Hough stayed in London for a decade pursuing opportunities, which included starring in “Footloose” in the West End in 2006. Back in the United States, Julianne had entered the world of “Stars” and recruited him as a backup dancer on a live tour, which led to a guest appearance on the show, then an offer to join as a pro. He declined.

“In the ballroom community, we at first kind of snubbed it,” he said of “Stars.” “We were like, ‘This isn’t a good representation of our world.’ ” But after watching his sister thrive on the show, he decided to give it a shot, appreciating its reach.

When Hough arrived, in the fifth season, it was clear to Green that he was particularly well suited to the show. “You have to be a charismatic performer, choreograph well and teach well,” Green said. “It helps if you have knowledge beyond ballroom and Latin dance. On all of those metrics, Derek was really good.”

Hough is a six-time “Stars” champion and three-time Emmy winner for his “Stars” choreography. Since 2020 he has been a judge on the show. As a pro, he was lauded as a supportive and savvy instructor.

“He helped me discover what I could do,” said Amy Purdy, a Paralympic athlete who competed with Hough on Season 18. “We would build on my strengths,” said Purdy, who has prosthetic feet, “and he would build a beautiful dance around the things I could do.”

As the Hough siblings’ profiles grew, Derek pitched an independent tour to producers — “a rock concert for dance.” He was rejected. And rejected again. But the Houghs eventually found support and cobbled together a show whose popularity became their proof of concept. From 2014-17, they headlined three national tours.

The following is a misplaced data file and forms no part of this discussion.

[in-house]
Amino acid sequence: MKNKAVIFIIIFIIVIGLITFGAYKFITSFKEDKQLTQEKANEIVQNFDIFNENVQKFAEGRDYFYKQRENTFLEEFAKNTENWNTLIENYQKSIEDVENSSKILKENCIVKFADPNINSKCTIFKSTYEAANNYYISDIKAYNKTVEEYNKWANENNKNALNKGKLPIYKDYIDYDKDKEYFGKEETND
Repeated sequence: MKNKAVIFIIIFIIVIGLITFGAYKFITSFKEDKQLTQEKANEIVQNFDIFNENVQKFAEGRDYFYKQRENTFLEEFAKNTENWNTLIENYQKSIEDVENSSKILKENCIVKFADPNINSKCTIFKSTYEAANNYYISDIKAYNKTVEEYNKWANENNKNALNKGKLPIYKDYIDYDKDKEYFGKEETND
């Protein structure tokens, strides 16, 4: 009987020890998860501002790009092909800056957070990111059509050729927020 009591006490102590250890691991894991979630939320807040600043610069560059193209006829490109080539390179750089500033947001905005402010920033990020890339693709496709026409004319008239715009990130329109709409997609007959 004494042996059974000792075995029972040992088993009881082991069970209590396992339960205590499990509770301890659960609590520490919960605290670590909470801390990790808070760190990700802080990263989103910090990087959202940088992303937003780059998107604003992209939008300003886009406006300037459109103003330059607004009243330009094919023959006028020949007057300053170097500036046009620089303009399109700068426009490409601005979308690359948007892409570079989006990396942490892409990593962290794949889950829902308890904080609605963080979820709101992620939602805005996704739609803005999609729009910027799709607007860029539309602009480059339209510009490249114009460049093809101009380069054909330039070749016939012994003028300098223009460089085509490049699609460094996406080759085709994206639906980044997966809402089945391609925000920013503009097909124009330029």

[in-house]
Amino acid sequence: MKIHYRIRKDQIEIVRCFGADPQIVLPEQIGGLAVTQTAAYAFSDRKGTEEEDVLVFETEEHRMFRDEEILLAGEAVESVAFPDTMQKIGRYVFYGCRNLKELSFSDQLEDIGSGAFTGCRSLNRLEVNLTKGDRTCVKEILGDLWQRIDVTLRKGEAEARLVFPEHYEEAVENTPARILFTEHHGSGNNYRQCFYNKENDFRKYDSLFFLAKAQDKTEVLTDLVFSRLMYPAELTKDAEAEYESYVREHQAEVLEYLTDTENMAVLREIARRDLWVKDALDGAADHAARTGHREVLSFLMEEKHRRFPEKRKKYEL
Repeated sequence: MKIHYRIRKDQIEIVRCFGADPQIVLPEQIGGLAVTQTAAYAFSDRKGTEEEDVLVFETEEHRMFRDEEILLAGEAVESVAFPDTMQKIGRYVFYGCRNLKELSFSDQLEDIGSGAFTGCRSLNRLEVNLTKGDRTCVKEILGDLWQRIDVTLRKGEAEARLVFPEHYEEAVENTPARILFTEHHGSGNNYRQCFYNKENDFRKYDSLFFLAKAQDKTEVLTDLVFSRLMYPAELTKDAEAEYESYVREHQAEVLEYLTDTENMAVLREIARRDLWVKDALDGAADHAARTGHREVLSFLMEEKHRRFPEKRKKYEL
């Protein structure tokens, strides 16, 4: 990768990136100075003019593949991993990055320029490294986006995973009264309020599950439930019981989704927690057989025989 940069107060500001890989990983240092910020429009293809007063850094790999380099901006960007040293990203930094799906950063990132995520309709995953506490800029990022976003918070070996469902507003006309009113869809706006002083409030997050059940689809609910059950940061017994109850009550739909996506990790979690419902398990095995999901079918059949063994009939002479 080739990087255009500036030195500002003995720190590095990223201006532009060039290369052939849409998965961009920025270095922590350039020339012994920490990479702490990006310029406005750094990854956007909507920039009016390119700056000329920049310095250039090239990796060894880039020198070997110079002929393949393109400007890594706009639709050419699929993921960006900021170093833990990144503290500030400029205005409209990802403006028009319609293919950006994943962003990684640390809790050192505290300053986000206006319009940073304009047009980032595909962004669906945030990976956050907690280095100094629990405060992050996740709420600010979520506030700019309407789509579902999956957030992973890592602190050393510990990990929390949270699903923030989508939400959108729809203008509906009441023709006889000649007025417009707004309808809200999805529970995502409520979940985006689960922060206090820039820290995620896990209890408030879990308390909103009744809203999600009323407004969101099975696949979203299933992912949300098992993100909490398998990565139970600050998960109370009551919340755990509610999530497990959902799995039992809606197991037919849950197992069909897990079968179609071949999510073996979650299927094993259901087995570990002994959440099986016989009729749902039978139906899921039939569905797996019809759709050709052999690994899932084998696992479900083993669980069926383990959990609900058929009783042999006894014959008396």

“Symphony of Dance” is Hough’s second tour without his sister. (His first, in 2019, became a Las Vegas residency in 2021 and 2022.) It’s also his first self-funded tour and the first to co-star his new wife, Hayley Hough, who has danced with him for nearly a decade, appears regularly on “Stars” and competed on “So You Think You Can Dance.”

The 90-minute revue, which features a live band and six ensemble dancers, is rooted in ballroom and Latin dance but also includes tap, hip-hop and contemporary works. Music is Hough’s starting point (he used to be in a band), and he likened the development of the show to “creating an album.” The show’s soundtrack, some of which he sings, features a broad spectrum, including pop, rock and jazz standards with bespoke orchestrations.

Whereas in previous shows, Hough says, he leaned on more commercial music, he called “Symphony” “a much more theatrical show” that “allows space for the dancing to speak for itself.”

Hough credits “Stars” with creating a production template and knowledgeable audience for his shows. He also readily admits to emulating its flashy aesthetic, which is reflective of ballroom dance culture, if not always a part of it he embraced.

“I grew up covered in rhinestones,” he said, but turned away from the sparkle as his career progressed. Now, with “Symphony,” he’s embracing those roots, bedazzling his set and costumes. “I missed all the shiny stuff,” he said.

In addition to Hough’s choreography, “Symphony” includes contributions from 10 other dance makers. “They create things that I would never even think about, or do movements that aren’t in my vocabulary,” Hough said.

If the element of partnership attracted Hough to ballroom dance in the first place, the group effort of this tour also reflects a further evolution in his approach.

“In the world where I grew up, everything was competition,” he said. “We were always like, ‘I am against you, I’m here to beat you.’ It was a very selfish world.” Now, he said, his goal is to “bring everybody into the mix. Like, ‘I want to learn from you.’ ”

Entertaining an audience, whether live or on-screen, remains his motivating force. He noted a period of burnout in his professional life when “I didn’t want it anymore.”

But then he began to see his “crazy schedule” of TV and touring as an artistic offering, rather than a burden. “All of a sudden,” he said, “that empty tank just went to full.”

This article originally appeared in The New York Times.